12 Subtle Signs of Narcissism To Watch Out For

There are six different types of narcissists. Most of them are “loud” enough for others to recognize them.

But some of them, particularly the covert ones, are skilled at hiding their tell-tale behaviors.

Still, they display the subtle signs of narcissism, which you may be able to spot if you are already aware of them.

Discover the non-obvious warning signals that someone might be a narcissist.

12 Subtle Signs/Traits of Narcissism To Watch Out For

Three classic signs of a narcissist are:

  • a lack of emotional empathy,
  • an inflated sense of self-importance, and
  • a persistent craving for praise and attention from others.

Here are 12 subtle signs of narcissism:

1. They fantasize about their greatness.

Narcissists often have a preoccupation with fantasies of success, power, or popularity.

These fantasies may involve ideas of achieving fame, wealth, or admiration from others, and they often serve as a way for the narcissist to escape from feelings of inadequacy or insecurity.

Strangely, while they spend a lot of time on these fantasies, they may not strive to make them a reality unless they are vilified or mocked for having them.

The focus on these fantasies may also distract the narcissist from their problems or shortcomings and help them maintain a grandiose self-image.

2. They are unreasonably overconfident.

Narcissists are often overly confident and self-assured, even in situations where their knowledge, skills, or experience may be limited.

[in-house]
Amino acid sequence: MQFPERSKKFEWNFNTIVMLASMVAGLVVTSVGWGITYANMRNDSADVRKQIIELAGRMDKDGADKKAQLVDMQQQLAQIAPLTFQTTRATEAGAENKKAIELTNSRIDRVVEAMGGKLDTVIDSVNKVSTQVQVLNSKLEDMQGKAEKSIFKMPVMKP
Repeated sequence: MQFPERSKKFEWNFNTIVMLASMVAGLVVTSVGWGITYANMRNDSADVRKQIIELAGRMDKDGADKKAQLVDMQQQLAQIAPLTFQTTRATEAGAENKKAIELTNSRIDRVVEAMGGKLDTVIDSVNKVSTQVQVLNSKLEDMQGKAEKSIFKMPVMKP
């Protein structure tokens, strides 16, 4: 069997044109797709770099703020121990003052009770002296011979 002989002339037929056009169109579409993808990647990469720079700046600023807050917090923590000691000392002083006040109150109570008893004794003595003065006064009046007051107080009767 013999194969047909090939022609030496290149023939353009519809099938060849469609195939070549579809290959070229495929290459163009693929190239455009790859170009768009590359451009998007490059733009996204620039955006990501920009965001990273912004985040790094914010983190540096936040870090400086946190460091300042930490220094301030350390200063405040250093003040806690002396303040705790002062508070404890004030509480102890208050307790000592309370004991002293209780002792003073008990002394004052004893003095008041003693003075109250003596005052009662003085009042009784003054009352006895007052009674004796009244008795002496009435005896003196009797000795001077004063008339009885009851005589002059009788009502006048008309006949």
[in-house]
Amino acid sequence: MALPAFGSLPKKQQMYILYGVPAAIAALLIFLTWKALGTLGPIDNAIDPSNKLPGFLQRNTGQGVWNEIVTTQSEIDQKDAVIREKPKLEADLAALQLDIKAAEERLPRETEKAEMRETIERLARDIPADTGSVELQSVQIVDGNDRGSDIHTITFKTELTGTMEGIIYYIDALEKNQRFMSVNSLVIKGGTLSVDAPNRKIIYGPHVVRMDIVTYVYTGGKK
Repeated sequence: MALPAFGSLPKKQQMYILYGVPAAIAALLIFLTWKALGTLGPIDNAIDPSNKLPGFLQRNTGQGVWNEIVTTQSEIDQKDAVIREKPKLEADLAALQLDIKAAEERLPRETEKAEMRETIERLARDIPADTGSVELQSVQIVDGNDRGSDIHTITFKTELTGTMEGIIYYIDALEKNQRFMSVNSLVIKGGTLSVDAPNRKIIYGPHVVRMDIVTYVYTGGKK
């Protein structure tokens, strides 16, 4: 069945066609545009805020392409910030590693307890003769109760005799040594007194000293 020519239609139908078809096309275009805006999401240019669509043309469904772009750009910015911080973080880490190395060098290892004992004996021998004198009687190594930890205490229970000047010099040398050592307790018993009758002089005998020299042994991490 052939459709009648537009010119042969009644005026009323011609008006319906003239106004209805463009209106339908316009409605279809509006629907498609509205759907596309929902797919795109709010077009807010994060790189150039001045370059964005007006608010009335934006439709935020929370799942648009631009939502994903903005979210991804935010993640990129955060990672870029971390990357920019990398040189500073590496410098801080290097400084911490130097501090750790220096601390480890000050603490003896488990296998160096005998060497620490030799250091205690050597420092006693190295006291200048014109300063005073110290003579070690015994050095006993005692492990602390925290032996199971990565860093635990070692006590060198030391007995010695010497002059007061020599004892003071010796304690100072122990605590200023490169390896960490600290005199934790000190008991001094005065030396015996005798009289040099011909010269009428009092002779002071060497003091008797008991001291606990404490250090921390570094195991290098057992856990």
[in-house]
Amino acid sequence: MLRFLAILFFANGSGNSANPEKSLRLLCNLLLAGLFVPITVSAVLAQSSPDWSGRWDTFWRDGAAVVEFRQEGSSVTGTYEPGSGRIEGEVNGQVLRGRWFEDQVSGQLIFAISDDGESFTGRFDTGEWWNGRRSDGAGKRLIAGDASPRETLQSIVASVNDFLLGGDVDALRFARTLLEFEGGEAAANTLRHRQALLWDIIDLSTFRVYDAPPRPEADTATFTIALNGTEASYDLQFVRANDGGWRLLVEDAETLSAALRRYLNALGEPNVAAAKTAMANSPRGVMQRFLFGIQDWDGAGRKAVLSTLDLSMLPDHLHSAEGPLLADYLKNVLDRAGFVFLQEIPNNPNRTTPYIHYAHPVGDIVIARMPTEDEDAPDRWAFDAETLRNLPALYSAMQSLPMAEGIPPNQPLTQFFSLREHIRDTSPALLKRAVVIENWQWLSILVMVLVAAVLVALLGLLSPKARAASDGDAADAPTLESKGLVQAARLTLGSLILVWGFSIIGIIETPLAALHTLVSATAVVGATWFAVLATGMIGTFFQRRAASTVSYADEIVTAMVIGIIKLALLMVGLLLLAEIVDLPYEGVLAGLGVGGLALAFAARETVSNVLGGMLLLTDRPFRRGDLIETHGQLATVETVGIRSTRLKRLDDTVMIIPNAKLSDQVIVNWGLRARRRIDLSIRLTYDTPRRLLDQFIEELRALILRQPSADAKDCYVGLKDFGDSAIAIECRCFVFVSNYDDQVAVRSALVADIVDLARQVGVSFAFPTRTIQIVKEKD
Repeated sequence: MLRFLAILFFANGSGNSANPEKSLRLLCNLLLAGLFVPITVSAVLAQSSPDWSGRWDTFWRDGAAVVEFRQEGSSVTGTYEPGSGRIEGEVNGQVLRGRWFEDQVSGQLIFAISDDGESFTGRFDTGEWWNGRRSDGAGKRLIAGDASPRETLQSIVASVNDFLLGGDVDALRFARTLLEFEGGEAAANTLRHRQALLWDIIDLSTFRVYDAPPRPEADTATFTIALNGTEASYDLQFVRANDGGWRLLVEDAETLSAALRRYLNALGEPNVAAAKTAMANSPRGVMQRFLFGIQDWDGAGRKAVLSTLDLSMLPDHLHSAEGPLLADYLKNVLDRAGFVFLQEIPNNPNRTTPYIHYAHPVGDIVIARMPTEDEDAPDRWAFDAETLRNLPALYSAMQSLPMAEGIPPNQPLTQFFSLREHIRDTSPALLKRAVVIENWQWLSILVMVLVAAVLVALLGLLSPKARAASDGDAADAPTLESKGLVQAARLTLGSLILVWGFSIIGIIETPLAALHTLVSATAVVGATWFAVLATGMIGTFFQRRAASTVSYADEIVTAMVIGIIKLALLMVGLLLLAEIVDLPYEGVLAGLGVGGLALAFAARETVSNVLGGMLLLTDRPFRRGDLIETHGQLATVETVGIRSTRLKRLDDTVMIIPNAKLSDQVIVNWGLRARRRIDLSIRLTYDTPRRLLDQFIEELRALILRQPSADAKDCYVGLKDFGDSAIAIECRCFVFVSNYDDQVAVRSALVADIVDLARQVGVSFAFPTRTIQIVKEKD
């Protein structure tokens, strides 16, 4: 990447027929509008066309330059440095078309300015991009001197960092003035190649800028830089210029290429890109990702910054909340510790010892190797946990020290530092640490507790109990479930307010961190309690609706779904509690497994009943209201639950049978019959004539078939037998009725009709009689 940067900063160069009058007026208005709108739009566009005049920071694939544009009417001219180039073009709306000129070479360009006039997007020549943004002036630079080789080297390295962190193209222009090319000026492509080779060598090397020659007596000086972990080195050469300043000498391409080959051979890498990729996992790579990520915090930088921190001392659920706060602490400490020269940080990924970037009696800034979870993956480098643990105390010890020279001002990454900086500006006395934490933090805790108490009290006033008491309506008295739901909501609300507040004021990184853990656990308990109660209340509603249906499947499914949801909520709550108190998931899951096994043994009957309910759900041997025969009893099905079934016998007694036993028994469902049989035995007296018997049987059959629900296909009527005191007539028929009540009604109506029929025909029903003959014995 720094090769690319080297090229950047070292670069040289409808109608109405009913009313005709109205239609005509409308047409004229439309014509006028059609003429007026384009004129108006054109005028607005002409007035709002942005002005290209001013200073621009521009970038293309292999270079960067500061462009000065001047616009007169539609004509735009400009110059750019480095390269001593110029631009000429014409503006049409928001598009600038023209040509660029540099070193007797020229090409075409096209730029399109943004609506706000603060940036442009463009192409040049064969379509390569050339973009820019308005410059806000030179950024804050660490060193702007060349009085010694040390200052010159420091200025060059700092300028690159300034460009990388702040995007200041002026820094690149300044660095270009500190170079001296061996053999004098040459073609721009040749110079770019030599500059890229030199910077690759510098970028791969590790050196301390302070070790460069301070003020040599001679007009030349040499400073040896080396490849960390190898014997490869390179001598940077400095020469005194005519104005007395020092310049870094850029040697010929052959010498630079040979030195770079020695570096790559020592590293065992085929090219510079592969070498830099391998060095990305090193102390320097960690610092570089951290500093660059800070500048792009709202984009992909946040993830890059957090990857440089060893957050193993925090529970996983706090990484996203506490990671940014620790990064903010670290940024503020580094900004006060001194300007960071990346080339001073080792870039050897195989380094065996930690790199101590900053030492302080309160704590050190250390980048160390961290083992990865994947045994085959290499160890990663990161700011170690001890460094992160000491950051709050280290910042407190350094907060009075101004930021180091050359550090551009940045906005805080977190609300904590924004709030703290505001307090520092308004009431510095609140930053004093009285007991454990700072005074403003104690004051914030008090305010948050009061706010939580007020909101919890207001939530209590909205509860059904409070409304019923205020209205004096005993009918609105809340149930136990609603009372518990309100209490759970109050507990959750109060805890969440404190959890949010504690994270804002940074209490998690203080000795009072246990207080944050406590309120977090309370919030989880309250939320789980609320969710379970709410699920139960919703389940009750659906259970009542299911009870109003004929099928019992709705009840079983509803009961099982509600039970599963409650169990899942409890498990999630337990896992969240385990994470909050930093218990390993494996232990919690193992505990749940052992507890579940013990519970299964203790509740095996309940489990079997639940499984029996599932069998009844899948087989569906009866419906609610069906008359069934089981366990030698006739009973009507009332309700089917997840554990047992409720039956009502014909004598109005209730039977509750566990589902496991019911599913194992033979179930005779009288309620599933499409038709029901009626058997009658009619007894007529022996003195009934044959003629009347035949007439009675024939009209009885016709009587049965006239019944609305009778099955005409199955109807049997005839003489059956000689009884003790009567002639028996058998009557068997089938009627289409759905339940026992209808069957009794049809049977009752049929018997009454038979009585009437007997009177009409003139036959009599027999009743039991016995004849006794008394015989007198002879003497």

They tend to overestimate their abilities and underestimate the challenges they may face, leading them to take unnecessary risks or make reckless decisions.

This overconfidence can be off-putting or intimidating to others, but the narcissist will go ahead while dismissing or deriding the concerns or reservations of their team.

The narcissist’s unreasonable conviction in their own abilities can lead them to overlook the potential risks and consequences of their actions and may put themselves or others in danger.

3. They think they are special and unique.

Narcissists often think they are unique and special, and may believe that they are superior to others.

They truly believe they are extraordinary people and should only associate with other successful, rich, or high-status people.

This sense of entitlement can lead them to be selective about their social circles, and they may distance themselves from those who they perceive as inferior.

They may also have an exaggerated sense of their own attractiveness, often believing that they are more appealing than they really are.

Their preoccupation with their appearance may take them to great lengths to maintain a certain image or appearance.

4. They are envious, and feel that others are too.